The young Shawnee boy moved through the froze forest like a bobcat chases the rabbit ducking limbs and bounding over logs and rocks. He slipped on the ice a couple of times but seemed to pop back up without any effort. He finally arrived at the little dome shaped wigwam where he lived with his mother, older sister and grandfather. Grandfather! Grandfather! He shouted as he approached the door. His Grandfather stood up from the fire where he was trying to sneak a bowl of warm hickory nut suop before dinner time. The old man cast a glance across his shoulder and raised his finger to his lips in a shushing way. But it was too late. The boys mother and sister were standing in the open doorway with a look of discontent for their patriarch and his impatient attempt to eat before it was time. Knowing he’d been caught once again the Grandfather yielded and emptied his wooden bowl back into the pot. The women couldn’t help but be amused by the turn of events and disappeared back into the wigwam. The Grandfather was frustrated but his love for his grandson knew no boundaries. He crouched down to the boy’s level and gently took him by the shoulders. What is it this time? He asked with a smile on his face. Since the death of his father the young boy had developed a habit of going of into the forest and coming back with wild fanciful tales. He even claimed to escape from a water panther( a cross between a panther and a dragon )once. Nearly out of breath the boy told his grandfather that there was a red haired giant that crawled out of a grave down by the creek and made a fish spear. The grandfather laughed. No red haired giants have been seen since the time of my grandfather’s grandfathers. But you are a wonderful story teller! The grandfather continued to smile and his eyes beamed with delight for his grandson’s talent. No grandfather! He’s down there now! Come and see! His grandson had never offered profe of his “adventures” before. So after telling the women where he was going he took his grandson by the hand and they began to walk towards the creek. It was when they were getting close to the Trapper’s camp that something caught the grandfather’s eye. A glint of silver shimmering in the sun. The grandfather stopped his grandson and instructed him to retrieve whatever was on the edge of the creek. The nimble boy easily walked out on the bent trunk of a tree and hung upside-down to reach the object. He returned with the Trapper’s medicine hat and the glint was from one of the silver trinkets that adorned it. The Shawnee had traded with the whites often and he knew that the trinkets on this hat was kept as trade for passing through native lands. It was a kind of symbolic toll for safe passage and good will. A mountaineer wouldn’t carelessly toss it away like that. He carefully folded the hat and it’s remaining trinkets into his belt and said nothing to his grandson about what it might mean. If whoever owned this hat had fallen to the arrow of an angry warrior then the soldiers would come to avenge him. He and grandson continued to walk quietly along the trail until he smelled smoke and fish cooking. This was a good sign because if the white man was cooking fish then he was alive. Not willing to risk his precious grandson the older Shawnee man told him to stay hidden in the bushes and walked into the camp. He looked around but saw nobody. Then he stepped over to the hole in the ground that was partially covered by the upside-down boat. There he found the trapper fast asleep. At first he didn’t know what to say. He didn’t want to startle the white man who was laying in his hole with his axe and rifle. So he just stood there silently waiting to be noticed. The trapper began to snore loudly and the caused the grandfather to chuckle a little. The Trapper’s eyes popped open and the two just stared at each other for a moment. The native man wore a blue trade jacket, red sash style belt and buckskin pants. Having traded with the native population for several years the trapper spoke Algonquin. Are you here to kill me? He asked the old man. No. The old man said. But I see that you’re sleeping in a grave. Are you here to die? Immediately the trapper recognized the native sense of humor and they both laughed for a moment. The trapper told him about how the boat capsized and how he’d survived the night. The grandfather listened with sympathy for the Trapper’s circumstances and invited him to stay in the wigwam until the weather broke and he could return home. The trapper accepted. The grandfather called to his grandson to come and help carry the Trapper’s belongings and together they walked back up the trail.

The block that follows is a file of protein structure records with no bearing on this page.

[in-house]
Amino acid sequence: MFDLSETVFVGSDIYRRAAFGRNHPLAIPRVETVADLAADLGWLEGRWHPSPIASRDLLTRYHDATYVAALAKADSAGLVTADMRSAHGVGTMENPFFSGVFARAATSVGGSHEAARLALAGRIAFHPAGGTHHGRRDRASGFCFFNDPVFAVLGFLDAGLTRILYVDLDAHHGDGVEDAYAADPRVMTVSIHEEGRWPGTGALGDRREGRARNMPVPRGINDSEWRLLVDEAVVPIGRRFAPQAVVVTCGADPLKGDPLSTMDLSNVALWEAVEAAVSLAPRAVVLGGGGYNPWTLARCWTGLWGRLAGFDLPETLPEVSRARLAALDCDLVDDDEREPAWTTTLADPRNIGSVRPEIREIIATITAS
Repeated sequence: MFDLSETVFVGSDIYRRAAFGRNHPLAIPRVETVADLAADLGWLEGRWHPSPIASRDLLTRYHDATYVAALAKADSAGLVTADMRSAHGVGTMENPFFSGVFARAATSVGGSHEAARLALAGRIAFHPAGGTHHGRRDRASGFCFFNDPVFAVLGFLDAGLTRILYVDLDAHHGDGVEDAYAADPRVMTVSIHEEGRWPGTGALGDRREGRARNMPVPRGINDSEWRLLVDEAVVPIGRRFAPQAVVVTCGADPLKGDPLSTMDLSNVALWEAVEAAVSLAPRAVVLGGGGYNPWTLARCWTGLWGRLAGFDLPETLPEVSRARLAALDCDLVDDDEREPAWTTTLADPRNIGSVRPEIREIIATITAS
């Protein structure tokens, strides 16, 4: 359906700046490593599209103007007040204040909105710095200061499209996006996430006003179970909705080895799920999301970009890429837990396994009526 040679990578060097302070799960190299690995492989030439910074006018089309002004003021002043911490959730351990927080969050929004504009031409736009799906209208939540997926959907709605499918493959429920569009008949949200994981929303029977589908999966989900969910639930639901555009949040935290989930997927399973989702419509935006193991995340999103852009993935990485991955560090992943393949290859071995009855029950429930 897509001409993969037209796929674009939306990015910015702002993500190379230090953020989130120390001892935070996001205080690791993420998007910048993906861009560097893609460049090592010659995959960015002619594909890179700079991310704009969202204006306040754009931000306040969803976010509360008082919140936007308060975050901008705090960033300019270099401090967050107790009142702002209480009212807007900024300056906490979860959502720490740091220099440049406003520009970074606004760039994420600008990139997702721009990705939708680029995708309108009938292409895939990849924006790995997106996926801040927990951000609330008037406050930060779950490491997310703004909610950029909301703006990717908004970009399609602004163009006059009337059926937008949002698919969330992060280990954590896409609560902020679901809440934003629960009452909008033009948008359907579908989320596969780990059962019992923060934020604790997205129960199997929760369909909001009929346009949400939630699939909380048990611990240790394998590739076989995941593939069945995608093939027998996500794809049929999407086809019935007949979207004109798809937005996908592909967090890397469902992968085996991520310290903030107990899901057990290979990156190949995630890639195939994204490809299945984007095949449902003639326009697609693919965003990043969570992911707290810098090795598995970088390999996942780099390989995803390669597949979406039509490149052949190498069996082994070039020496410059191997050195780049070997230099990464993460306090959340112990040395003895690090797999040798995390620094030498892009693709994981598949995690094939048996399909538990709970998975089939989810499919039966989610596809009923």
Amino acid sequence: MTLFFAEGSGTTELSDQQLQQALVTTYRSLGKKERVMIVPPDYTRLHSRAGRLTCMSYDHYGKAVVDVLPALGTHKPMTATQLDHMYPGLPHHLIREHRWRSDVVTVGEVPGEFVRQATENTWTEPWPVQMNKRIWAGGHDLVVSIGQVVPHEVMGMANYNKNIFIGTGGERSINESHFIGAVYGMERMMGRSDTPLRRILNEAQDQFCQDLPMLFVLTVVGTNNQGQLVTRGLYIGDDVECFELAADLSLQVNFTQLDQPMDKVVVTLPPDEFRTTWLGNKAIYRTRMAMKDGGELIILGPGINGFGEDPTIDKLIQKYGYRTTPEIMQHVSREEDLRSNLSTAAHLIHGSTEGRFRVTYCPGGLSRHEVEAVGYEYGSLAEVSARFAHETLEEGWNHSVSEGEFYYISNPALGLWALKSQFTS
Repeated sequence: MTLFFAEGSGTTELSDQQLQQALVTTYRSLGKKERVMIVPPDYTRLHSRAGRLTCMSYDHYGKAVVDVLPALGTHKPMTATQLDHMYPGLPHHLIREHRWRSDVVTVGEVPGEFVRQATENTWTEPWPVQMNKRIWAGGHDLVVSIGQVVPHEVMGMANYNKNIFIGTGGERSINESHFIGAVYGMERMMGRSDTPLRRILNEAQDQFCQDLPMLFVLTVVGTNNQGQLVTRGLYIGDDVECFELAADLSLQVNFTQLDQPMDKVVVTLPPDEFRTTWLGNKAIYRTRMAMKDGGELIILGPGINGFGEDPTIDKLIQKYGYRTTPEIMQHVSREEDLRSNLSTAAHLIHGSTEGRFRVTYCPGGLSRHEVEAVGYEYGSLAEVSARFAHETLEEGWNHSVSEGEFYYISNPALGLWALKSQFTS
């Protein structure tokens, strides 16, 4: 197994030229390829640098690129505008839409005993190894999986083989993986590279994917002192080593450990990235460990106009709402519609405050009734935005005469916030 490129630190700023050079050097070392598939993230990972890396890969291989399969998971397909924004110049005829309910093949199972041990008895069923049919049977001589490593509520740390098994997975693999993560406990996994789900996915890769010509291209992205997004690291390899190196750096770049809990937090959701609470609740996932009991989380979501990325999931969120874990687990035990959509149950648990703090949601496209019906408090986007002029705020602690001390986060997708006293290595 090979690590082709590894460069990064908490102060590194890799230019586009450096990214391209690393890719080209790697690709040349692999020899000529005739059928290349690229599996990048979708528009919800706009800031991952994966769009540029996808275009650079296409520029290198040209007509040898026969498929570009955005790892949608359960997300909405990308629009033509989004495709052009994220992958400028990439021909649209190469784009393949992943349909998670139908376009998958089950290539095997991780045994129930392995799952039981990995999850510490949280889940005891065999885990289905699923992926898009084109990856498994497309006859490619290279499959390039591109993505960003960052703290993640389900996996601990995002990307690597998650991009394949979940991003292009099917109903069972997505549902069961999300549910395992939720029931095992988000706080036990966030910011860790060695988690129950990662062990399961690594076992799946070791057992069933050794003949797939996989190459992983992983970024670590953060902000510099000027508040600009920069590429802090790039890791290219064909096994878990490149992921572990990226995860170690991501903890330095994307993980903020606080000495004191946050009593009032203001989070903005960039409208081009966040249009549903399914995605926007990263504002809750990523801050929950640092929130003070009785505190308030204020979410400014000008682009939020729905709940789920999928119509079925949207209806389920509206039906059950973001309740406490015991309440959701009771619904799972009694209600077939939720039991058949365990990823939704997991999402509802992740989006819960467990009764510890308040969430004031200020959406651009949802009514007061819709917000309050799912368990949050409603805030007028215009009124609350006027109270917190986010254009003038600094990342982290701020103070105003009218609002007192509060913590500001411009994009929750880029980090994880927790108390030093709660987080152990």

Proceed to The Trapper Part 5